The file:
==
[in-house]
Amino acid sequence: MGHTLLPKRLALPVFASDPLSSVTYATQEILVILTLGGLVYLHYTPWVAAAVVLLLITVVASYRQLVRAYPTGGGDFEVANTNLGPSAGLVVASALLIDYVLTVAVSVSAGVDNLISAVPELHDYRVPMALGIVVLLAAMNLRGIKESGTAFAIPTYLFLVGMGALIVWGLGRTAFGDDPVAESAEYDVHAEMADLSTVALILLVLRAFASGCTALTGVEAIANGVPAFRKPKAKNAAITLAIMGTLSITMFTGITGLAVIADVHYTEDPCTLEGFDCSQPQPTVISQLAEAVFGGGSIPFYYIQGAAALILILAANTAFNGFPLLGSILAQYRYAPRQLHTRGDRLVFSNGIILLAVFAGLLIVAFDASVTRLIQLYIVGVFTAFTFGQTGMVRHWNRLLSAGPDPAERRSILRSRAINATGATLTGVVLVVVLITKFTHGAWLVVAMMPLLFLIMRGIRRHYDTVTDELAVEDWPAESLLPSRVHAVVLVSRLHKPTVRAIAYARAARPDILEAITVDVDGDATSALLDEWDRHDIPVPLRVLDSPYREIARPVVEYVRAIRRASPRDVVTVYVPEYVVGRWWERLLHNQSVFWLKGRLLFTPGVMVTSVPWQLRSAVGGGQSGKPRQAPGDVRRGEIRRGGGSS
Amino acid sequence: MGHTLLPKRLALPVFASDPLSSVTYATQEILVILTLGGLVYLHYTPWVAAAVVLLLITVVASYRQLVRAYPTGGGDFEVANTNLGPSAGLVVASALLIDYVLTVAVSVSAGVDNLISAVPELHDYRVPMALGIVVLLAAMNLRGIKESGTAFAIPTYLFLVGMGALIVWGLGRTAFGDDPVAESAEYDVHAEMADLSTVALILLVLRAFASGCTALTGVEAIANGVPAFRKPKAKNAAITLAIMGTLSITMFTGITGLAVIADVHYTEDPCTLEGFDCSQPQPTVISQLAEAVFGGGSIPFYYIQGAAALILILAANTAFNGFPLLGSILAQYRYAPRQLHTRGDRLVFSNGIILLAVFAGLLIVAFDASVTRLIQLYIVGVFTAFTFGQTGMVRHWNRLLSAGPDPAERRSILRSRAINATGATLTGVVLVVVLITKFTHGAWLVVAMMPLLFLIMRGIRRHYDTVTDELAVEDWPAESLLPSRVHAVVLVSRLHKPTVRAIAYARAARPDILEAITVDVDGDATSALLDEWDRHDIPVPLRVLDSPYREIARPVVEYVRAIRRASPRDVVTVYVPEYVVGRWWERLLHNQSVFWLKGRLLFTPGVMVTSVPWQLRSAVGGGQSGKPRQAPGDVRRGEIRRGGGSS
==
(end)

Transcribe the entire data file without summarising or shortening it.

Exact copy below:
[in-house]
Amino acid sequence: MGHTLLPKRLALPVFASDPLSSVTYATQEILVILTLGGLVYLHYTPWVAAAVVLLLITVVASYRQLVRAYPTGGGDFEVANTNLGPSAGLVVASALLIDYVLTVAVSVSAGVDNLISAVPELHDYRVPMALGIVVLLAAMNLRGIKESGTAFAIPTYLFLVGMGALIVWGLGRTAFGDDPVAESAEYDVHAEMADLSTVALILLVLRAFASGCTALTGVEAIANGVPAFRKPKAKNAAITLAIMGTLSITMFTGITGLAVIADVHYTEDPCTLEGFDCSQPQPTVISQLAEAVFGGGSIPFYYIQGAAALILILAANTAFNGFPLLGSILAQYRYAPRQLHTRGDRLVFSNGIILLAVFAGLLIVAFDASVTRLIQLYIVGVFTAFTFGQTGMVRHWNRLLSAGPDPAERRSILRSRAINATGATLTGVVLVVVLITKFTHGAWLVVAMMPLLFLIMRGIRRHYDTVTDELAVEDWPAESLLPSRVHAVVLVSRLHKPTVRAIAYARAARPDILEAITVDVDGDATSALLDEWDRHDIPVPLRVLDSPYREIARPVVEYVRAIRRASPRDVVTVYVPEYVVGRWWERLLHNQSVFWLKGRLLFTPGVMVTSVPWQLRSAVGGGQSGKPRQAPGDVRRGEIRRGGGSS
Amino acid sequence: MGHTLLPKRLALPVFASDPLSSVTYATQEILVILTLGGLVYLHYTPWVAAAVVLLLITVVASYRQLVRAYPTGGGDFEVANTNLGPSAGLVVASALLIDYVLTVAVSVSAGVDNLISAVPELHDYRVPMALGIVVLLAAMNLRGIKESGTAFAIPTYLFLVGMGALIVWGLGRTAFGDDPVAESAEYDVHAEMADLSTVALILLVLRAFASGCTALTGVEAIANGVPAFRKPKAKNAAITLAIMGTLSITMFTGITGLAVIADVHYTEDPCTLEGFDCSQPQPTVISQLAEAVFGGGSIPFYYIQGAAALILILAANTAFNGFPLLGSILAQYRYAPRQLHTRGDRLVFSNGIILLAVFAGLLIVAFDASVTRLIQLYIVGVFTAFTFGQTGMVRHWNRLLSAGPDPAERRSILRSRAINATGATLTGVVLVVVLITKFTHGAWLVVAMMPLLFLIMRGIRRHYDTVTDELAVEDWPAESLLPSRVHAVVLVSRLHKPTVRAIAYARAARPDILEAITVDVDGDATSALLDEWDRHDIPVPLRVLDSPYREIARPVVEYVRAIRRASPRDVVTVYVPEYVVGRWWERLLHNQSVFWLKGRLLFTPGVMVTSVPWQLRSAVGGGQSGKPRQAPGDVRRGEIRRGGGSS